Date: Oct 20, 2014
On October 14, 2014, the Federal Communications Commission (FCC) and the Department of Labor’s (DOL) Occupational Safety and Health Administration (OSHA) convened a workshop to discuss the recent increase in telecommunication tower worker deaths. The workshop was described by FCC Chairman Thomas Wheeler and DOL Secretary Thomas Perez as an “unprecedented” conversation between wireless carriers, tower owners, engineering firms, tower service subcontractors, and representatives of telecom tower workers. Despite its billing, the event proved little more than a public opportunity to repeat popular talking points. Upon its conclusion, it was unclear whether any progress had been made on addressing the perceived problems facing the industry.
The half-day event was split into two panels; the first reviewed the myriad of problems that have led to workplace deaths; in the second, speakers attempted to establish best practices to improve tower safety. The three-hour workshop concluded without either panel identifying concrete steps to take to reduce tower deaths, nor did the participants reach a consensus as to who is responsible for ensuring worker safety. Those representing the telecom tower workers and one subcontractor on the first panel blamed the spike in fatalities on contract regimes that protect wireless carriers’ and tower owners’ profits at the expense of workers. The carriers and owners noted that they have programs in place to assure that contractors meet certain standards and that fall protection procedures among others are followed. They attributed the deaths to insufficient training and lack of proper oversight. Both panels recognized that if the tower servicing industry, both employers and employees, fail to follow recommendations for safety protections, accidents will continue. Competition to deliver faster wireless technology will increase demand for telecom employees, suggesting that training of new employees will be a significant challenge.
OSHA provided little insight into how it anticipates addressing the hazards of tower work but some panelists were eager to offer ideas for how to better protect workers. Many of these ideas aligned closely with the new policy objectives OSHA has floated recently, including more onerous recordkeeping and reporting requirements and closer scrutiny of multi-employer worksites.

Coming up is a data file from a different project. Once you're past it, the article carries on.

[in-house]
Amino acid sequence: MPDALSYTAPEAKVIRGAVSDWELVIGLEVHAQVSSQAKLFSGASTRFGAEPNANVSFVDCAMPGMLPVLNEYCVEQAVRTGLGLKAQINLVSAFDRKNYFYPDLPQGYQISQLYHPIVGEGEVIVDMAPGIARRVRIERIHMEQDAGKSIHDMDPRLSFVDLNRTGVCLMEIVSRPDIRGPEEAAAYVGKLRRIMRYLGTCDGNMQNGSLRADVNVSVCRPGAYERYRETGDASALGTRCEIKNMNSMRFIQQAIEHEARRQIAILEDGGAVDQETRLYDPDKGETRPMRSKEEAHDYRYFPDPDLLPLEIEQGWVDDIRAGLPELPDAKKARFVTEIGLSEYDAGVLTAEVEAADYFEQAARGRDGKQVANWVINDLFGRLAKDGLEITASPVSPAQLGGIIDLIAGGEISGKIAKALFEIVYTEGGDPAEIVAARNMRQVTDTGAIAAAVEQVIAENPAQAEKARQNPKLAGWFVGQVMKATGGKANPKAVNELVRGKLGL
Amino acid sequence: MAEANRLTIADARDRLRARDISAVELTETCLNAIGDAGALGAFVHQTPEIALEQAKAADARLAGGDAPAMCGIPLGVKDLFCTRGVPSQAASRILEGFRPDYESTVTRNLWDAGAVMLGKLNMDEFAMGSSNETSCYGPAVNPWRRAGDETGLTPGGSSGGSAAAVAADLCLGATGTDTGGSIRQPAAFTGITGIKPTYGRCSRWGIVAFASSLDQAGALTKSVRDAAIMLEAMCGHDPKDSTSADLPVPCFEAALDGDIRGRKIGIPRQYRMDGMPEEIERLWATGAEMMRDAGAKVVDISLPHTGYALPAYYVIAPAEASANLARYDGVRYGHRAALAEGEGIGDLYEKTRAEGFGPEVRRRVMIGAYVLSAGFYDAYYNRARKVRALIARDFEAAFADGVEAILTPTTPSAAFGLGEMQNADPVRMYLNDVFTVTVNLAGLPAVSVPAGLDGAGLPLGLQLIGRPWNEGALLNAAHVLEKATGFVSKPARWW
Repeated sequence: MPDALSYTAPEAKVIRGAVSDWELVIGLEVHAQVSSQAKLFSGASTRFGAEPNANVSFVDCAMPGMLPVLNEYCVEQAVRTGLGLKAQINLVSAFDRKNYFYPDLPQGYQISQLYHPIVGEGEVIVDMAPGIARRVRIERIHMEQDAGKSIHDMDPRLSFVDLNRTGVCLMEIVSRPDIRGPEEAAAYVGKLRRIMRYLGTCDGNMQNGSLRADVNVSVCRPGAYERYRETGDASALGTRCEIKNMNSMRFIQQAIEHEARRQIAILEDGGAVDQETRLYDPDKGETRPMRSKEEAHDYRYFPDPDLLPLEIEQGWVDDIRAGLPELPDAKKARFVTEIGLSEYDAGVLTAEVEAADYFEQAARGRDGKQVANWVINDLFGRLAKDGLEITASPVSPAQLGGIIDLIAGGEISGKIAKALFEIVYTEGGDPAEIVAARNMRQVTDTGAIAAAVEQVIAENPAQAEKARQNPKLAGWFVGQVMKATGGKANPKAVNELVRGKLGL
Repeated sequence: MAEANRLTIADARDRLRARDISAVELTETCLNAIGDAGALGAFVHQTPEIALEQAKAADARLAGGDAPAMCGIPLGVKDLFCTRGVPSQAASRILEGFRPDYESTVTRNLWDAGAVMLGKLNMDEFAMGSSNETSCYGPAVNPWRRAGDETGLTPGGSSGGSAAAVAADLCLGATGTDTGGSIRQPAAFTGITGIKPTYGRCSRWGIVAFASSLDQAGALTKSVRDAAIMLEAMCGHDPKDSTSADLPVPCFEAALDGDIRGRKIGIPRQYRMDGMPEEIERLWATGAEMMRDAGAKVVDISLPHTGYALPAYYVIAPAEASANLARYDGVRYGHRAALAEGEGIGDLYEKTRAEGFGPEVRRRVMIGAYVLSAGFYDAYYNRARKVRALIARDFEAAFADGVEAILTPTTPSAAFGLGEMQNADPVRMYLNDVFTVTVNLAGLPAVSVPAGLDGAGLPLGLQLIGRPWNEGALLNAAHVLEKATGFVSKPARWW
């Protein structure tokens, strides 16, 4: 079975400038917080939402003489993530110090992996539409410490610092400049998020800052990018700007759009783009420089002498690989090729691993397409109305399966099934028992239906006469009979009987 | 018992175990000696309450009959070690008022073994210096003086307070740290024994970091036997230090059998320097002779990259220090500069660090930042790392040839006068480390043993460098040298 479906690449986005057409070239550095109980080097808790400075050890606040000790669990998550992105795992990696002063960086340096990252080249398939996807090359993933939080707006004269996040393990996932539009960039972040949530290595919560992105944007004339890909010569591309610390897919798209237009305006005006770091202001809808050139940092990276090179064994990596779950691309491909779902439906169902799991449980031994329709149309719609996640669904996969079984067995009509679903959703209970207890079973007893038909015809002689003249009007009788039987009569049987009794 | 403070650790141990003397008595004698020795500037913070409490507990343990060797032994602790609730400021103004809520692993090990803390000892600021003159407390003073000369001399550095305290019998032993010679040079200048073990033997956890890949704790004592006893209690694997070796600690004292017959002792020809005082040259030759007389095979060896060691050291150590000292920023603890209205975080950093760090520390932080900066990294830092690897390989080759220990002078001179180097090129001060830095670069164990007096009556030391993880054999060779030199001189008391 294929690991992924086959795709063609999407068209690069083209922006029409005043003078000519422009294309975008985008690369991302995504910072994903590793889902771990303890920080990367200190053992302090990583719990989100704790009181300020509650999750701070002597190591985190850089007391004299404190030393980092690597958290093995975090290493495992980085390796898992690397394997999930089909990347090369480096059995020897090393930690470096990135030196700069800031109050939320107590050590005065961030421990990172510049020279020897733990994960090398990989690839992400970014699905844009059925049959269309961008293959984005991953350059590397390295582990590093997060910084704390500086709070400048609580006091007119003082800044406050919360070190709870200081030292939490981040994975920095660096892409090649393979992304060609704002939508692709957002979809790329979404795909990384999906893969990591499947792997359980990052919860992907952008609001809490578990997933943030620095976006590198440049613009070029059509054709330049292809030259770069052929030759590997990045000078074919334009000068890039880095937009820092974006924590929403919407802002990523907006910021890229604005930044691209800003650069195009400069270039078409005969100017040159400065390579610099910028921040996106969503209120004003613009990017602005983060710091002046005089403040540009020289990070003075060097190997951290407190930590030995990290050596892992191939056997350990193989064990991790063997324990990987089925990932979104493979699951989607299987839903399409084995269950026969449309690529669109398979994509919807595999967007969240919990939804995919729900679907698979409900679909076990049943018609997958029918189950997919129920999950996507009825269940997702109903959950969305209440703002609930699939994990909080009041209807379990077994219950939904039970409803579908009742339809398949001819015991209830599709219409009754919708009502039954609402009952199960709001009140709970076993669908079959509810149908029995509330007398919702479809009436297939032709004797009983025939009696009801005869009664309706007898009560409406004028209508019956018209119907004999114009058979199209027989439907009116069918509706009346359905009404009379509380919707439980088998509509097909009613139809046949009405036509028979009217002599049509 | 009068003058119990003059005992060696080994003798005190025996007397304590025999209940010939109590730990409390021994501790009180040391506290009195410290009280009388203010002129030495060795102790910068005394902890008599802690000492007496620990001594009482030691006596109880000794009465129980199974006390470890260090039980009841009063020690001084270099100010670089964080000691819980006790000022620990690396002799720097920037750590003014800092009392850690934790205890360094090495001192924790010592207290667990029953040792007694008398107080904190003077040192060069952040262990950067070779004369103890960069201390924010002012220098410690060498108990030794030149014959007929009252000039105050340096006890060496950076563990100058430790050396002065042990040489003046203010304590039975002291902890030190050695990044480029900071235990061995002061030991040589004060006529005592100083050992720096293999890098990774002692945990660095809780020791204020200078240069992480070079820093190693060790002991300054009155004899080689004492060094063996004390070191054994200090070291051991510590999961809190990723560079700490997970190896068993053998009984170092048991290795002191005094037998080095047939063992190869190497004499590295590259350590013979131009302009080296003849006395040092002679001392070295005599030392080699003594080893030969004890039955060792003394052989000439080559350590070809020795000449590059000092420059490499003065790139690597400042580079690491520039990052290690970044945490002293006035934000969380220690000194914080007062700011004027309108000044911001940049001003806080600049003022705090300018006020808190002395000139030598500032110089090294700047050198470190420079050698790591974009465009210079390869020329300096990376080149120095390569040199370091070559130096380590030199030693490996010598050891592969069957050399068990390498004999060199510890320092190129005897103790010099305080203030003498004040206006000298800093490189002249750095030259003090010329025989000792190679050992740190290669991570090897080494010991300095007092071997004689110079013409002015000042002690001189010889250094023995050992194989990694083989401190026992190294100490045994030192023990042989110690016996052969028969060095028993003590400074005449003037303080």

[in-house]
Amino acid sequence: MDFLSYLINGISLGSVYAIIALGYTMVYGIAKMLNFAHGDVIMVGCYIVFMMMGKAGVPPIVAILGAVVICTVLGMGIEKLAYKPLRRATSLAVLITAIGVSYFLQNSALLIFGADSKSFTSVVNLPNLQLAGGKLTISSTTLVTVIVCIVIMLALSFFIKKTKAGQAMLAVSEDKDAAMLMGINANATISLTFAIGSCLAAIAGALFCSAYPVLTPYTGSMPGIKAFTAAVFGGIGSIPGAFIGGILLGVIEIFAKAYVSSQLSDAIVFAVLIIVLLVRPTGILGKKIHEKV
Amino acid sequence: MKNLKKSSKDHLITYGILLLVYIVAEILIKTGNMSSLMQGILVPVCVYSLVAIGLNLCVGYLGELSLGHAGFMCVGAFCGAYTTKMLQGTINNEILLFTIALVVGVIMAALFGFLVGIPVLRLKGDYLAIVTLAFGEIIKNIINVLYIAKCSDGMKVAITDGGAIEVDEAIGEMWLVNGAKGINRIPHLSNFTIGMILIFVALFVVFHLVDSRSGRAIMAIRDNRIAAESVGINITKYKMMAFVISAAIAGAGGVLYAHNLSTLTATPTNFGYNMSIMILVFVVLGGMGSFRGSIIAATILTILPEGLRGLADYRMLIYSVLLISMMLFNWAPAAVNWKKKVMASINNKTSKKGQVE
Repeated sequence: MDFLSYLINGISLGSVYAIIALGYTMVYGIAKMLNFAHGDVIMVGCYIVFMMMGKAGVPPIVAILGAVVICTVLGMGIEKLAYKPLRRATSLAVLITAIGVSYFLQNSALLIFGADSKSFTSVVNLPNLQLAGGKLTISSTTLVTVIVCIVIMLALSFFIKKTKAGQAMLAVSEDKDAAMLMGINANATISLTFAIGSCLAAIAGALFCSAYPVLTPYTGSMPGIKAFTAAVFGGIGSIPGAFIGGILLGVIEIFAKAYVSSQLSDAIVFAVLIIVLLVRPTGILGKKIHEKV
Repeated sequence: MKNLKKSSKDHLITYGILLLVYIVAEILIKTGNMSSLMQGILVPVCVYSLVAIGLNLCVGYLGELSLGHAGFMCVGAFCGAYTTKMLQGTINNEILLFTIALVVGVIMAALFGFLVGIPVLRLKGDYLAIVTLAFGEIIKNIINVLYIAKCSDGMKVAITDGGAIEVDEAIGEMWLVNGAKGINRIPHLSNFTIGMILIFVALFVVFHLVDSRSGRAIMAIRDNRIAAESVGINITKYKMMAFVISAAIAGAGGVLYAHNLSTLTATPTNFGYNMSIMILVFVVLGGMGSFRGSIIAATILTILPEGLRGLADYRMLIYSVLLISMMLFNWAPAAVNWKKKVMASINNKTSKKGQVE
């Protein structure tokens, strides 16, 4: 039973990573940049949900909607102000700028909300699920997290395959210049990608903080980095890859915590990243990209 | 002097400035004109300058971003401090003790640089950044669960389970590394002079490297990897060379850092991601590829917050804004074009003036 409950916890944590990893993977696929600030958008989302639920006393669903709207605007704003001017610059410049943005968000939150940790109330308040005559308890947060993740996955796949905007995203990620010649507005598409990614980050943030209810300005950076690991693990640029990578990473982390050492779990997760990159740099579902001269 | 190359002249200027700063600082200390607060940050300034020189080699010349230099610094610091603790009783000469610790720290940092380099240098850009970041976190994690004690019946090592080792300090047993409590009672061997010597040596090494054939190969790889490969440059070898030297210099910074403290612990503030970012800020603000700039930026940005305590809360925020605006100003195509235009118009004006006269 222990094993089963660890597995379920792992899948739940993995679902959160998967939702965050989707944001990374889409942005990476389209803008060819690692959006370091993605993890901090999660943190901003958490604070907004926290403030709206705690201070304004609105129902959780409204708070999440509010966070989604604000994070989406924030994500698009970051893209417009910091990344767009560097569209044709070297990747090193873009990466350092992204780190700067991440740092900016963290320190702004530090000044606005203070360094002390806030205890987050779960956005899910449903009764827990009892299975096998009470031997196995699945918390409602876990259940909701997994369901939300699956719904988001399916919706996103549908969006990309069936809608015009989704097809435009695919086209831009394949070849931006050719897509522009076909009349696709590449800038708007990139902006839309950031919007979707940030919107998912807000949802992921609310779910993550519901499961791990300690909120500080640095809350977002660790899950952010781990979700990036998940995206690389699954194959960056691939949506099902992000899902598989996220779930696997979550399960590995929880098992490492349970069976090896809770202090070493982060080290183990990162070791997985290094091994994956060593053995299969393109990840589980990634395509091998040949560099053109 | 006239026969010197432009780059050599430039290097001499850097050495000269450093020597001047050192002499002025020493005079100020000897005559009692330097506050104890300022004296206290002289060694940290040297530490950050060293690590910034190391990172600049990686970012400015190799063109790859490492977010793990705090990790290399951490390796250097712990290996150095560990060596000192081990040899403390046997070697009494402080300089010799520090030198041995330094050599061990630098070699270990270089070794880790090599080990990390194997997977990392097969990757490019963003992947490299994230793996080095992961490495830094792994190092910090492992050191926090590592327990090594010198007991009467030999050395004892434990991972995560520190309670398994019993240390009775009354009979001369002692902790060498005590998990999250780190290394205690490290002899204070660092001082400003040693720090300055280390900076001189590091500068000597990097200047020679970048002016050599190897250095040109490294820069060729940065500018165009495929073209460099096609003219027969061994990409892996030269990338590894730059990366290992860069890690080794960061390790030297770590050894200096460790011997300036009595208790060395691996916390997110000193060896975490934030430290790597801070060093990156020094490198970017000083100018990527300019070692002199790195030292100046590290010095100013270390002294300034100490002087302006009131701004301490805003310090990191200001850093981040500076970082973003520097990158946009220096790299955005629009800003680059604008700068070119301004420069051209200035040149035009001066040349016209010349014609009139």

The event closed with a signing ceremony celebrating the creation of the Telecommunications Industry Registered Apprenticeship Program’s (TIRAP). The DOL describes the TIRAP as a training program established to promote safety, enhance quality, and enable education and advancement opportunities in the telecommunications workforce. Though the Agency provided no details on the proposed standards that would comprise the TIRAP, it indicated it is designed to allow wireless companies to adapt standards to their companies needs while ensuring competency in both project quality and safety. Developed in 2012 with assistance by the National Association of Tower Erectors (NATE, http://natehome.com/), the program also creates a TIRAP Board which will include OSHA staff, and representatives from the industry and wireless companies. The Board will provide training and instructional direction for the program. A model TIRAP standard is available here: http://doleta.gov/oa/bul14/bulletin_2014-21/ngs_tirap.pdf.
If you would like additional information about this workshop, please contact Larry Halprin at 202-434-4177 or email@example.com; Manesh Rath at 202-434-4182 or firstname.lastname@example.org; or David Sarvadi at 202 434-4249 or email@example.com.